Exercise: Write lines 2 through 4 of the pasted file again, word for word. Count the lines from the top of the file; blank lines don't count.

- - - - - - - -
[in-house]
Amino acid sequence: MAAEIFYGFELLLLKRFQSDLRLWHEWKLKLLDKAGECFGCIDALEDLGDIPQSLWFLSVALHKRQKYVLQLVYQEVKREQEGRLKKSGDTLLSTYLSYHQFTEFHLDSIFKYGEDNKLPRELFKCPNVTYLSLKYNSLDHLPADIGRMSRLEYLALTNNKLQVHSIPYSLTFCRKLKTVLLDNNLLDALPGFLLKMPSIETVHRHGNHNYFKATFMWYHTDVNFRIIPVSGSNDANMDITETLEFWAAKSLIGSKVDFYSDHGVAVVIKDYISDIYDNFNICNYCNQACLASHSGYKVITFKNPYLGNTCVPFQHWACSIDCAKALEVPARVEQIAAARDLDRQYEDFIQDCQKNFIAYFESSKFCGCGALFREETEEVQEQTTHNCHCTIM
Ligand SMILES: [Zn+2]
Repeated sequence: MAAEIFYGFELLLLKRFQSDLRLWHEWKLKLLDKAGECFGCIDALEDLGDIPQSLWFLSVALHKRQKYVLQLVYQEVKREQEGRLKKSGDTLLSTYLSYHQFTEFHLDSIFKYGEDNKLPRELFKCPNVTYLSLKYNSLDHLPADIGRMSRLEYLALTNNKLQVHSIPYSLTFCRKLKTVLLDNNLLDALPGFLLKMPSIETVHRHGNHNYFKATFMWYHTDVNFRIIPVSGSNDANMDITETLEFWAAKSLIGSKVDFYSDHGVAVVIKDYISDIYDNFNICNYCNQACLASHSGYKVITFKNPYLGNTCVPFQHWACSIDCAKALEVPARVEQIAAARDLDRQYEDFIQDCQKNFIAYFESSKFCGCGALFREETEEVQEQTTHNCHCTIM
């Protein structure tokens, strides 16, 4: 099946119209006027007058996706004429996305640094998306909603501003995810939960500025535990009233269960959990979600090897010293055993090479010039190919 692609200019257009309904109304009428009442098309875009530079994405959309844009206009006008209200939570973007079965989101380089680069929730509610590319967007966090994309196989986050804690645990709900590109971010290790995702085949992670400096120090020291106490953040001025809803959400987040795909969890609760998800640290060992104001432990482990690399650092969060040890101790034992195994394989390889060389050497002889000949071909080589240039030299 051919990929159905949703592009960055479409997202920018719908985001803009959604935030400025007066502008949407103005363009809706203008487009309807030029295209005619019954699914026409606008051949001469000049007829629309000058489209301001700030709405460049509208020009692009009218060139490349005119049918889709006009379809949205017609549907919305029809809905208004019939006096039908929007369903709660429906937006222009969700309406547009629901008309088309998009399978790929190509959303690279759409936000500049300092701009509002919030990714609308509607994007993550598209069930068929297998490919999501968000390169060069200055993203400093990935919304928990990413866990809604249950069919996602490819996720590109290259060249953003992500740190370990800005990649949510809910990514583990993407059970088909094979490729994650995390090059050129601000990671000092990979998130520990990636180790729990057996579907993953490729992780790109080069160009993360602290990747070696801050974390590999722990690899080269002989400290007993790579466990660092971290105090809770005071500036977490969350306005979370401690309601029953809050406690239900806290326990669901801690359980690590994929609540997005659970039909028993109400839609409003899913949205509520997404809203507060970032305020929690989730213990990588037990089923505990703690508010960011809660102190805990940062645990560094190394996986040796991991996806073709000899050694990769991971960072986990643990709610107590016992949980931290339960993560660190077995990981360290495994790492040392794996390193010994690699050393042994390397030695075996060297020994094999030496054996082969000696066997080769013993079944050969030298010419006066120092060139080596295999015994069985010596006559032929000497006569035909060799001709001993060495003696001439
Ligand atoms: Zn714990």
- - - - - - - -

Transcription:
Amino acid sequence: MAAEIFYGFELLLLKRFQSDLRLWHEWKLKLLDKAGECFGCIDALEDLGDIPQSLWFLSVALHKRQKYVLQLVYQEVKREQEGRLKKSGDTLLSTYLSYHQFTEFHLDSIFKYGEDNKLPRELFKCPNVTYLSLKYNSLDHLPADIGRMSRLEYLALTNNKLQVHSIPYSLTFCRKLKTVLLDNNLLDALPGFLLKMPSIETVHRHGNHNYFKATFMWYHTDVNFRIIPVSGSNDANMDITETLEFWAAKSLIGSKVDFYSDHGVAVVIKDYISDIYDNFNICNYCNQACLASHSGYKVITFKNPYLGNTCVPFQHWACSIDCAKALEVPARVEQIAAARDLDRQYEDFIQDCQKNFIAYFESSKFCGCGALFREETEEVQEQTTHNCHCTIM
Ligand SMILES: [Zn+2]
Repeated sequence: MAAEIFYGFELLLLKRFQSDLRLWHEWKLKLLDKAGECFGCIDALEDLGDIPQSLWFLSVALHKRQKYVLQLVYQEVKREQEGRLKKSGDTLLSTYLSYHQFTEFHLDSIFKYGEDNKLPRELFKCPNVTYLSLKYNSLDHLPADIGRMSRLEYLALTNNKLQVHSIPYSLTFCRKLKTVLLDNNLLDALPGFLLKMPSIETVHRHGNHNYFKATFMWYHTDVNFRIIPVSGSNDANMDITETLEFWAAKSLIGSKVDFYSDHGVAVVIKDYISDIYDNFNICNYCNQACLASHSGYKVITFKNPYLGNTCVPFQHWACSIDCAKALEVPARVEQIAAARDLDRQYEDFIQDCQKNFIAYFESSKFCGCGALFREETEEVQEQTTHNCHCTIM